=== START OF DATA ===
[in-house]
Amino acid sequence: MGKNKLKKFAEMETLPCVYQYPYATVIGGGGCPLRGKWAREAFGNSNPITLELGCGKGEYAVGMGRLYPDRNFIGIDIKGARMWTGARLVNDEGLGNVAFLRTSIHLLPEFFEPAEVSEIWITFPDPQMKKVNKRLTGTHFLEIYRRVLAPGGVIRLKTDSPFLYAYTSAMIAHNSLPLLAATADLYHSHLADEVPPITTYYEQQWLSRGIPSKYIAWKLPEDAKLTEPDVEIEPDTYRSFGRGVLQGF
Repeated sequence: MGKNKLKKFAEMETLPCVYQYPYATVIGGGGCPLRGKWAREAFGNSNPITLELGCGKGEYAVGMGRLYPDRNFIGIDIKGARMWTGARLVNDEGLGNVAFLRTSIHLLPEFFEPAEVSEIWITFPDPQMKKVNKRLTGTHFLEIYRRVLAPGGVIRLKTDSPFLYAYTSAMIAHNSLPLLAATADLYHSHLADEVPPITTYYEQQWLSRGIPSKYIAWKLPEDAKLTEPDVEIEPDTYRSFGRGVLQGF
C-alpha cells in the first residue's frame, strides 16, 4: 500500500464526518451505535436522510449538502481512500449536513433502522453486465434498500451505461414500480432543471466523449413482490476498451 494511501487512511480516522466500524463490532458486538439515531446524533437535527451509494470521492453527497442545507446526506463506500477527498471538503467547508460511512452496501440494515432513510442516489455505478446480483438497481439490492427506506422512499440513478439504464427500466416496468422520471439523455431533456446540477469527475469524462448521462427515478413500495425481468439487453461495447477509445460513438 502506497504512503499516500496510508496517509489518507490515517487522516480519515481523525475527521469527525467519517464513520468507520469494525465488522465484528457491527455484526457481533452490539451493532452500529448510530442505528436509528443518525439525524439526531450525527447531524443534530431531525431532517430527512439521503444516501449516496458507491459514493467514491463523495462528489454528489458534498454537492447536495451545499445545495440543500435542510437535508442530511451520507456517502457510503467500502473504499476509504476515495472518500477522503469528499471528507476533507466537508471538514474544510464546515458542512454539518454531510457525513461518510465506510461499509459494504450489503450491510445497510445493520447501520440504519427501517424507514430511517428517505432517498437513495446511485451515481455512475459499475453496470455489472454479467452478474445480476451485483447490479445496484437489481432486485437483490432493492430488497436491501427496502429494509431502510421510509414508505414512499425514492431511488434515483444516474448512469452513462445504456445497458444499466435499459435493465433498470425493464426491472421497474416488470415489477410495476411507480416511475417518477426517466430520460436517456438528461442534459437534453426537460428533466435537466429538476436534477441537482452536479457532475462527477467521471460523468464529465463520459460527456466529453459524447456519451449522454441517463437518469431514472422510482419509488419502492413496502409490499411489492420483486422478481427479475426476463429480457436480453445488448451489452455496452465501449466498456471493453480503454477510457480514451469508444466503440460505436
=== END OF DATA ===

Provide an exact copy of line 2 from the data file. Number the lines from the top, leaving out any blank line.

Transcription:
Amino acid sequence: MGKNKLKKFAEMETLPCVYQYPYATVIGGGGCPLRGKWAREAFGNSNPITLELGCGKGEYAVGMGRLYPDRNFIGIDIKGARMWTGARLVNDEGLGNVAFLRTSIHLLPEFFEPAEVSEIWITFPDPQMKKVNKRLTGTHFLEIYRRVLAPGGVIRLKTDSPFLYAYTSAMIAHNSLPLLAATADLYHSHLADEVPPITTYYEQQWLSRGIPSKYIAWKLPEDAKLTEPDVEIEPDTYRSFGRGVLQGF